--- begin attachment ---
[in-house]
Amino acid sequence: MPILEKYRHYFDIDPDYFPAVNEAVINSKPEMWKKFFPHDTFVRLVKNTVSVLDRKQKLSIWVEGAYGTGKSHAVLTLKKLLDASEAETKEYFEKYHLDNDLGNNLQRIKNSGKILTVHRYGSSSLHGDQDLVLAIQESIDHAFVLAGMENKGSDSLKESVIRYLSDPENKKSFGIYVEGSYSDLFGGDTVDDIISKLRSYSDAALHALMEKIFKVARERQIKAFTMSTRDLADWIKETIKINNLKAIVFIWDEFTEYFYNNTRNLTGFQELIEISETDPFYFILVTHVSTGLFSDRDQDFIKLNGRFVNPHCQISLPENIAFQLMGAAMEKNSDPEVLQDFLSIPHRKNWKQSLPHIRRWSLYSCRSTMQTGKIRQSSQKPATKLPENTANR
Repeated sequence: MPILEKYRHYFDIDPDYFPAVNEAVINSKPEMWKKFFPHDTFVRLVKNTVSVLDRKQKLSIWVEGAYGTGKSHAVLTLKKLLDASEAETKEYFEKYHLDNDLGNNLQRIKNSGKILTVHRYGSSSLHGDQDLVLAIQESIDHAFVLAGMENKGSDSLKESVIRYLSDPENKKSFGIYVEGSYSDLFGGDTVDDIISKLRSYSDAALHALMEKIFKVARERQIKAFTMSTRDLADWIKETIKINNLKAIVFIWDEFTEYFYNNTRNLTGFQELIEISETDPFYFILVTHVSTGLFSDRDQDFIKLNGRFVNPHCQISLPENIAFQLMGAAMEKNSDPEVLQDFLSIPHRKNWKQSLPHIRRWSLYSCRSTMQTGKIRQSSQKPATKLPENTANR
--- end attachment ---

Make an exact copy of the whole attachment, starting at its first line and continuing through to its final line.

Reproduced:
[in-house]
Amino acid sequence: MPILEKYRHYFDIDPDYFPAVNEAVINSKPEMWKKFFPHDTFVRLVKNTVSVLDRKQKLSIWVEGAYGTGKSHAVLTLKKLLDASEAETKEYFEKYHLDNDLGNNLQRIKNSGKILTVHRYGSSSLHGDQDLVLAIQESIDHAFVLAGMENKGSDSLKESVIRYLSDPENKKSFGIYVEGSYSDLFGGDTVDDIISKLRSYSDAALHALMEKIFKVARERQIKAFTMSTRDLADWIKETIKINNLKAIVFIWDEFTEYFYNNTRNLTGFQELIEISETDPFYFILVTHVSTGLFSDRDQDFIKLNGRFVNPHCQISLPENIAFQLMGAAMEKNSDPEVLQDFLSIPHRKNWKQSLPHIRRWSLYSCRSTMQTGKIRQSSQKPATKLPENTANR
Repeated sequence: MPILEKYRHYFDIDPDYFPAVNEAVINSKPEMWKKFFPHDTFVRLVKNTVSVLDRKQKLSIWVEGAYGTGKSHAVLTLKKLLDASEAETKEYFEKYHLDNDLGNNLQRIKNSGKILTVHRYGSSSLHGDQDLVLAIQESIDHAFVLAGMENKGSDSLKESVIRYLSDPENKKSFGIYVEGSYSDLFGGDTVDDIISKLRSYSDAALHALMEKIFKVARERQIKAFTMSTRDLADWIKETIKINNLKAIVFIWDEFTEYFYNNTRNLTGFQELIEISETDPFYFILVTHVSTGLFSDRDQDFIKLNGRFVNPHCQISLPENIAFQLMGAAMEKNSDPEVLQDFLSIPHRKNWKQSLPHIRRWSLYSCRSTMQTGKIRQSSQKPATKLPENTANR